Moscow's roadmap for Ukraine settlement sees mixed response
Moscow’s call on pro-federalization protesters in Ukraine to postpone the referendums was welcomed by the West and Kiev, yet they still do not recognize the need to halt the military op in southeast as a prerequisite for national dialogue and elections.
Ukraine presidential hopeful Pyotr Poroshenko (UDAR Party) has welcomed President Vladimir Putin’s statements, saying that the situation significantly improved following the news from Moscow. “We have an appeal to stop an illegal referendum, Russia accepting presidential elections. I think this is great news for stabilizing the situation in eastern Ukraine,” Poroshenko told reporters in Berlin.
On Wednesday, Putin called the presidential election in Ukraine, now scheduled for May 25, “a move in the right direction” adding however it would mean nothing unless all citizens of Ukraine have a full understanding of how their rights would be guaranteed afterwards.
The direct dialogue between Kiev and representatives of the southeastern regions is the “key element” of settling the conflict, Putin said, supported on this by the OSCE Chairperson-in-Office and Swiss President Didier Burkhalter. In order to “create the necessary conditions for this dialogue,” Putin urged rescheduling of the referendum planned by anti-government protesters to determine the future of southeastern Ukraine.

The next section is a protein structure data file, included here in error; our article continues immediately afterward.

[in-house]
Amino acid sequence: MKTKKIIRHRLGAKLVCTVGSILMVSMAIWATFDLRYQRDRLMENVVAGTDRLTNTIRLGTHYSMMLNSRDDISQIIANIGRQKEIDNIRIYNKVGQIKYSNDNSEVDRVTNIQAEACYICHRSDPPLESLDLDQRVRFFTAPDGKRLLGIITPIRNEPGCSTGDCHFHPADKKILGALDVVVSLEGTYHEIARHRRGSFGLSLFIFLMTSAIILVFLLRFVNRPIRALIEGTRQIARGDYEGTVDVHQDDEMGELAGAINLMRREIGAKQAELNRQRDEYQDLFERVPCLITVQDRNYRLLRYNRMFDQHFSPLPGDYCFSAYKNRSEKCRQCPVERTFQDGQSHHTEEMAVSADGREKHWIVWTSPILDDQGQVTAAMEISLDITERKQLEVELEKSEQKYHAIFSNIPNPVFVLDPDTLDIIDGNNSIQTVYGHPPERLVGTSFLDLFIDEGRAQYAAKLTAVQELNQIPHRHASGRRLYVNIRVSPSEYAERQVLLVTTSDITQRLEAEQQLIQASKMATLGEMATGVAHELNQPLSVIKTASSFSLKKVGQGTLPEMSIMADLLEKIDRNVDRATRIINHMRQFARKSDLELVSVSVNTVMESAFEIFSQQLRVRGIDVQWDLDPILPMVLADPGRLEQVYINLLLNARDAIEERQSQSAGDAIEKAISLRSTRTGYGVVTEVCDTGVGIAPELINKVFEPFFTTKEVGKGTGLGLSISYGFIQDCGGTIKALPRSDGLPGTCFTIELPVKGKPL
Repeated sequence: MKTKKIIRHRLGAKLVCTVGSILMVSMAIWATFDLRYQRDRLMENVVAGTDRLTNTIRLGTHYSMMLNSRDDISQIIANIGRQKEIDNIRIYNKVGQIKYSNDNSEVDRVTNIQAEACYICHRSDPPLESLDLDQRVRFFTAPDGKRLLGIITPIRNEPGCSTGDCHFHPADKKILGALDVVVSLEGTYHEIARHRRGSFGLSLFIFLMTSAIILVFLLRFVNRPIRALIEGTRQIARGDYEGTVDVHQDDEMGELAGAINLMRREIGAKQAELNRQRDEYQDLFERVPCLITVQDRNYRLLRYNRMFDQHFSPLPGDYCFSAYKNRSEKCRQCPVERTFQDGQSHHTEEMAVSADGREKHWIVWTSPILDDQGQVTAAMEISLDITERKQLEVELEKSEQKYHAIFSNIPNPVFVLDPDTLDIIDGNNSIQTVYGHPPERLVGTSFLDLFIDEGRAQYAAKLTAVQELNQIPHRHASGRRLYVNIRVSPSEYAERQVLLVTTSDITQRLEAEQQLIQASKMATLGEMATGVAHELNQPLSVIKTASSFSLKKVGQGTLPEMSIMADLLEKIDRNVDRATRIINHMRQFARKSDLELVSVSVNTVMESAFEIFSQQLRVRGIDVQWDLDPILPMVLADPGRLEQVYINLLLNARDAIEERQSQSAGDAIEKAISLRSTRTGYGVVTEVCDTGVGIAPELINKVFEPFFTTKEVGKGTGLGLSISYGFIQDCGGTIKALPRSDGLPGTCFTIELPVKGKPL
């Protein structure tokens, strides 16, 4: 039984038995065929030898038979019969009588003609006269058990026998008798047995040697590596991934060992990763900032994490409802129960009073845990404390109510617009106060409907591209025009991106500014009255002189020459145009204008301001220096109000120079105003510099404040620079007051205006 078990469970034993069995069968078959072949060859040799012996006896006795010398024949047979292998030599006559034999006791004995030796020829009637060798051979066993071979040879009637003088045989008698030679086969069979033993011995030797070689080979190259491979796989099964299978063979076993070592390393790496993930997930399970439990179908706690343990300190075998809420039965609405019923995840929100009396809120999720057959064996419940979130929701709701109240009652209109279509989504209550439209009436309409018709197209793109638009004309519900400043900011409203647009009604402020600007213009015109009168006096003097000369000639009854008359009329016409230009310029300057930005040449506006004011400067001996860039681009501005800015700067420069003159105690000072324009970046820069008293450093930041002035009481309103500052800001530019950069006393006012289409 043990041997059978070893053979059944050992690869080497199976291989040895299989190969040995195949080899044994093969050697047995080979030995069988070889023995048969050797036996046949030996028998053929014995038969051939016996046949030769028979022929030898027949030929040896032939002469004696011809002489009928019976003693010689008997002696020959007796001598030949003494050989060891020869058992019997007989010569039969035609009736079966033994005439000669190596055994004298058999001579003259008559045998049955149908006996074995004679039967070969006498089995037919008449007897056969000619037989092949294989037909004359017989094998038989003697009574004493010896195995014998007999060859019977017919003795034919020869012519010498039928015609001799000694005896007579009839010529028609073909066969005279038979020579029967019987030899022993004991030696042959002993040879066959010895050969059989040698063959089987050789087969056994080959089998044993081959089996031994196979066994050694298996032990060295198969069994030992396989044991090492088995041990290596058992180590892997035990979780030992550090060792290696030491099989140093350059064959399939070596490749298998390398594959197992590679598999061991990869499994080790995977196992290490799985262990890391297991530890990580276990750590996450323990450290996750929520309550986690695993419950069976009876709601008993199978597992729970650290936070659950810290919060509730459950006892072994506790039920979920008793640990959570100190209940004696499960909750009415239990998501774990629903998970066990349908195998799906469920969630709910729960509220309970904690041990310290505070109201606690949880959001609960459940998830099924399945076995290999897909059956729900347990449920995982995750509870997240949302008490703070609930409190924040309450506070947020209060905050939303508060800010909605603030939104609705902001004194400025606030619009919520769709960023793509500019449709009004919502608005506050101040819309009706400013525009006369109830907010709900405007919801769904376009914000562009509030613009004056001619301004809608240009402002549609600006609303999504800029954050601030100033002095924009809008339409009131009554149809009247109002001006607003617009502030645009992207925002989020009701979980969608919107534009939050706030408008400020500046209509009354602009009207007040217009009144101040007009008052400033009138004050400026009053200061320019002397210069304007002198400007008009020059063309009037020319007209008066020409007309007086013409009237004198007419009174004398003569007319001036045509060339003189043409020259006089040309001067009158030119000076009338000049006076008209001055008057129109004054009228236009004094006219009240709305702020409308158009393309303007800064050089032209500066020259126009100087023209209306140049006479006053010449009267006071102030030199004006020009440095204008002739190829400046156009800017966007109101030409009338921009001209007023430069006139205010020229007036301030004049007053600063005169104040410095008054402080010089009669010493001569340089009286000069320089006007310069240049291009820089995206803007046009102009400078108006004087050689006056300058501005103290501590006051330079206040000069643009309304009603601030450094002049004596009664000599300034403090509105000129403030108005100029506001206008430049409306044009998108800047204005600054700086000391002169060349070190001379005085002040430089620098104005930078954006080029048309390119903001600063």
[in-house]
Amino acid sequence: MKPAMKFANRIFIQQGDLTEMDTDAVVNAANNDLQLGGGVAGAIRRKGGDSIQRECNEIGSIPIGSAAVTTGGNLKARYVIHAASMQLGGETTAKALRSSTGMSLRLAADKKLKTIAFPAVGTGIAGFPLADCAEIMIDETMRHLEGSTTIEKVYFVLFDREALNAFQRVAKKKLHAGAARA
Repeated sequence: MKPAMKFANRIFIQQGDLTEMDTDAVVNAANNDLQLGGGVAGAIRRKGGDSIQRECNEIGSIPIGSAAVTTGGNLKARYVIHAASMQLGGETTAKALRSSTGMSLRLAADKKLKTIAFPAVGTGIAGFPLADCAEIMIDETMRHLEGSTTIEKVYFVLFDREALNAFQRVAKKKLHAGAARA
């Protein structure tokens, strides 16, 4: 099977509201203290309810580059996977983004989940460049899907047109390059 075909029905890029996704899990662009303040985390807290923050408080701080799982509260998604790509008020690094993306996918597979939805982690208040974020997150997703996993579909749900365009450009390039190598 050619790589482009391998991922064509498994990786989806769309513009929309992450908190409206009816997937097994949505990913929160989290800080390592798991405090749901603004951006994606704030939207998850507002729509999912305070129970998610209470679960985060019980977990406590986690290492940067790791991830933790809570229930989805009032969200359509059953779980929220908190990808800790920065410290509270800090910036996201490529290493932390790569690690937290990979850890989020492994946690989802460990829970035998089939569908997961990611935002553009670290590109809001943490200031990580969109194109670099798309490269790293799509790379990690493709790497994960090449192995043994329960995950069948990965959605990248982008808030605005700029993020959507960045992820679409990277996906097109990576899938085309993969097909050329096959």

However, for a dialogue to succeed, a ceasefire and halt of any violence should take place by all the military, paramilitary and illegal radical armed groups, Putin added. “Russia urgently appeals to the authorities in Kiev to cease immediately all military and punitive operations in southeast Ukraine,” he said.
Russia is not responsible for the deepening crisis in Ukraine, Putin reiterated, reciting concrete steps it made to de-escalate tensions.
“We have been told that our troops by the Ukrainian border are a concern – we have withdrawn them. They are now not near the border, but at locations where they conduct regular drills at ranges,” he said. “This can be easily verified using modern intelligence techniques, including from space, where everything can be seen.”
“We helped to secure the OSCE military observers’ release and I think also made a contribution to defusing the situation,” he added.
The President of the European Council, Herman Van Rompuy, noted on Wednesday evening that a “genuine national dialogue and the cessation of acts of violence and provocations are essential elements in advancing towards a political solution.”
“I take note of President Putin's recent statements signalling a willingness to de-escalate the situation, including his call to refrain from holding a referendum in the Eastern part of Ukraine and the stated withdrawal of Russian troops from the borders of Ukraine,” Rompuy said.
The United States however claimed that, although being a step forward, is not enough and Russia should try harder to deescalate tensions in Ukraine.